HubSpot Makes Mistakes Too

Let me start by saying I have tremendous respect for HubSpot. They have long-lived the principles of content marketing that they espouse and I often find myself using them as an example of how to market correctly. They understand their audience, they produce actionable content, and nurture prospect relationships effectively. Perhaps because they are usually so good at what they do, I’m particularly disappointed in their recent joint web seminar venture with Facebook.

In case you haven’t heard HubSpot is jointly hosting a 4-part web seminar series with Facebook for marketers. http://www.hubspot.com/four-steps-to-achieving-business-success-with-facebook/?utm_medium=social&utm_source=twitter

As of this writing only one of the sessions has been completed, but the event has already tarnished an otherwise stellar reputation. Here’s why:

  • Uh-oh, they got lost in the hype. HubSpot was clearly excited that they would be co-hosting Facebook’s first web seminar series. I don’t blame them for feeling that way, in fact, it is something to celebrate. But they got lost in the hype of the event.  Usually sophisticated email communications lost their careful planning. I received two invites to the event. Not a big deal, except the second came two days AFTER I had already registered. Ok, so database cleansing isn’t always perfect, but already my radar was raised.
  • HubSpot ignored a format formula that worked. HubSpot has hosted many large web seminar events with tremendous success. One of my favorites was the http://www.hubspot.com/the-science-of-timing/ It started with high energy music, you felt a connection to the presenters, Twitter feeds were crazy busy, and the 60 minute session flew by with practical advice I could use. So why did they go away from this format? I don’t know the insides of planning for this event but I can tell you 30 minutes left me wanting the “meat” of the session. Twitter was surprisingly quiet (perhaps all the activity was on Facebook?) and the speakers while professional gave me little in the way of personal connection. Except perhaps I know the Facebook spokesperson likes to go out to local restaurants in California.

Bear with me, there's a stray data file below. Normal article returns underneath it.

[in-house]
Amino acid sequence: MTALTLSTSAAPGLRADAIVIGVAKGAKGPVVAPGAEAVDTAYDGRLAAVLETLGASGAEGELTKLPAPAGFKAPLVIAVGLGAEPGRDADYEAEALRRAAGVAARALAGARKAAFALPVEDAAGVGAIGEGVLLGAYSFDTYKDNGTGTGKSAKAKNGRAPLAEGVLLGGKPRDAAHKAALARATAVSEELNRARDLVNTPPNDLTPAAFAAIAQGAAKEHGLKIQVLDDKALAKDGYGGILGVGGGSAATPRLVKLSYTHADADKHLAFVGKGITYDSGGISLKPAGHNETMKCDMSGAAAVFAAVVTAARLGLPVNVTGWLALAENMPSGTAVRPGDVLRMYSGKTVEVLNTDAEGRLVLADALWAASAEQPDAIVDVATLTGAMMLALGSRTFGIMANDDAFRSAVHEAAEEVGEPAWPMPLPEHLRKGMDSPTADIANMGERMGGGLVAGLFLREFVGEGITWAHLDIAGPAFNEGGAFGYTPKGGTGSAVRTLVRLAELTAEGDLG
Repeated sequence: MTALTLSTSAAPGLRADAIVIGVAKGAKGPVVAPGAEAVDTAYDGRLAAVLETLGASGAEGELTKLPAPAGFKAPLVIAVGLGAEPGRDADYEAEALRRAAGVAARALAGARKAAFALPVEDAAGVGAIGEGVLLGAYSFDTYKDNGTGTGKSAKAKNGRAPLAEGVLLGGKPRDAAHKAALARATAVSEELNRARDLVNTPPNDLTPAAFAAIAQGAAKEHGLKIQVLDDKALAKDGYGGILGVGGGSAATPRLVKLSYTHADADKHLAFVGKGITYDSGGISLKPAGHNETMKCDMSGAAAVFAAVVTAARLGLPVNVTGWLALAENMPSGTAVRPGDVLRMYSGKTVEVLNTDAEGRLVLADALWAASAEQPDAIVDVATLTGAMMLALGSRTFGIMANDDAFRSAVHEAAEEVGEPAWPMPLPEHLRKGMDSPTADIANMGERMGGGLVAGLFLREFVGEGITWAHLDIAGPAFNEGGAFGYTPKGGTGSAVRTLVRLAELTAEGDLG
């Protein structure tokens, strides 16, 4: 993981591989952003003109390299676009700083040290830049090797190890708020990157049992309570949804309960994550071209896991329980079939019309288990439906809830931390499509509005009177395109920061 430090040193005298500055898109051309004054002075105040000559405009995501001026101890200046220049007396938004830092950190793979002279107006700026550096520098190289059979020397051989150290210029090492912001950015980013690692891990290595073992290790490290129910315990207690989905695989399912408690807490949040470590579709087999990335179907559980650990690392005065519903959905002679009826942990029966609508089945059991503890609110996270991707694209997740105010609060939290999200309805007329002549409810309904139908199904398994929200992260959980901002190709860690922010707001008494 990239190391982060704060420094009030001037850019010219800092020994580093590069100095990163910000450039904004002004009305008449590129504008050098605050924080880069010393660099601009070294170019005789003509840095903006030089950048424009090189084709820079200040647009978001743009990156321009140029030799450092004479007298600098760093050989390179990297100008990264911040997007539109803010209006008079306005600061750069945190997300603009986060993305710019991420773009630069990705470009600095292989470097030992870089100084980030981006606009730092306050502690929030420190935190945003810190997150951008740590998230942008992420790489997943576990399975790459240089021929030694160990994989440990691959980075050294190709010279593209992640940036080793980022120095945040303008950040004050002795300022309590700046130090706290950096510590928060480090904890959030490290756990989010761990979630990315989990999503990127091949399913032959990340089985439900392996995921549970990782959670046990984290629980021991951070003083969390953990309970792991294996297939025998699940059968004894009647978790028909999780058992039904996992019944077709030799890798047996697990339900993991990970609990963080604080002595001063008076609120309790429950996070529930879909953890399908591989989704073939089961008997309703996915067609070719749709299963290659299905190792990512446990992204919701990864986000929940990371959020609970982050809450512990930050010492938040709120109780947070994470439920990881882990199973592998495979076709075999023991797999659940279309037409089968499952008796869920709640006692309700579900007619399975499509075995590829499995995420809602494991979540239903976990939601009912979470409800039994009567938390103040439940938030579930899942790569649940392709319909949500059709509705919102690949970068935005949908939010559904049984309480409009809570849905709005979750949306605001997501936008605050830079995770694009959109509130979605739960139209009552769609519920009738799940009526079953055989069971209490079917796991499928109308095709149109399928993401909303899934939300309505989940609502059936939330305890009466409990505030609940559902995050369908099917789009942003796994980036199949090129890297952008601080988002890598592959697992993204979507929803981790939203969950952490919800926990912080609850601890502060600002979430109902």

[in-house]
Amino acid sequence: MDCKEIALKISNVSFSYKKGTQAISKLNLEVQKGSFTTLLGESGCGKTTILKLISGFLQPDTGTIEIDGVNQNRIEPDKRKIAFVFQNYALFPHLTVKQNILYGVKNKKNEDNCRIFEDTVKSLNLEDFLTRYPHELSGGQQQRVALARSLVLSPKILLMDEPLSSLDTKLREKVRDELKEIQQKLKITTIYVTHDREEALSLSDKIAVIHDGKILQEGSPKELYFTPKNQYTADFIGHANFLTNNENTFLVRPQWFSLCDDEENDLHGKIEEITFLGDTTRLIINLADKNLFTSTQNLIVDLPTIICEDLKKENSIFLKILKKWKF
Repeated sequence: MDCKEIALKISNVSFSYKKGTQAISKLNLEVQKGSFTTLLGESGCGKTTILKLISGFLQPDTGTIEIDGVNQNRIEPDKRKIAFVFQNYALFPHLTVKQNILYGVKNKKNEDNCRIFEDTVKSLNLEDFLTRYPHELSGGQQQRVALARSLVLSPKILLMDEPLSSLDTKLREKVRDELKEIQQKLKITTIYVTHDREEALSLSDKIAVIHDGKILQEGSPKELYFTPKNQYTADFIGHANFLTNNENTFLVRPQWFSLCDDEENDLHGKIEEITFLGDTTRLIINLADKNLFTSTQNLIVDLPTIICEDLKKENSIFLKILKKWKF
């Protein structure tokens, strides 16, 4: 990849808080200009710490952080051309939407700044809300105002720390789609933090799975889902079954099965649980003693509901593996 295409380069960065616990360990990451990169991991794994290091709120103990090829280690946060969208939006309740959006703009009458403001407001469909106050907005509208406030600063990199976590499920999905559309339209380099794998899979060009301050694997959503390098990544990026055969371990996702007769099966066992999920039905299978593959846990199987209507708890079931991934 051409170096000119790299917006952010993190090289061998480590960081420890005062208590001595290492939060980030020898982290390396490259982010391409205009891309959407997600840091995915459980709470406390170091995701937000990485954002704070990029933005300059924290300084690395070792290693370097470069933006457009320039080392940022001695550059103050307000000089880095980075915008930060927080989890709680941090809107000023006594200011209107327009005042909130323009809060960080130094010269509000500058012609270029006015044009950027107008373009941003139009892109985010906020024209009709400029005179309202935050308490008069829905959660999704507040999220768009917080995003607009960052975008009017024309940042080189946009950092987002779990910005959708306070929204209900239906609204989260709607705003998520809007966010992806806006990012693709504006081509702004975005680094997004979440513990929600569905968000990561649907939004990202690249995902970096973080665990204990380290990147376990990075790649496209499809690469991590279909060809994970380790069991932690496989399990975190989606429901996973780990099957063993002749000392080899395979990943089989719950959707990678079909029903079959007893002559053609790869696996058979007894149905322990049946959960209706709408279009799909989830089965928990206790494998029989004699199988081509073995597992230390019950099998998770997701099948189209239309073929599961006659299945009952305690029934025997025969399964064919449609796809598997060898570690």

• Ouch! How did they forget the #1 cub/girl scouts  lesson: be prepared?  The entire session was fraught with technical issues. From logging in challenges, to losing sound. While I sympathize having run into my fair share of technical glitches across a long career, HubSpot knew exactly how many people were coming to the event and better precautions for stability should have been considered. For example, why not stream via Facebook? They have certainly hosted some ambitious town hall sessions in the past. Now, I would be remiss if I didn’t mention one important  thing HubSpot did right. They acknowledged the technical problems right away, they didn’t make excuses, they simply apologized and provided a link to the recorded content. That’s a classy move and exactly the correct way to handle broadcast errors.
  • Worst of ALL, lousy content. Technical issues, format and clumsy registration processes aside, the really egregious error by HubSpot was hosting poor content. Content that could easily have been relayed in a short blog post and which most of us who are in marketing have heard at least once before. There was nothing unique, no hook for immediate action. It was dry.

Does this signal the beginning of the end for HubSpot. Hardly! They are smart, savvy and I’m certainly willing to give them another chance  before I stop listening. But recent events remind us that all marketers are vulnerable to poor planning and believing our own hype.  Even the mighty HubSpot.

Better luck next time!

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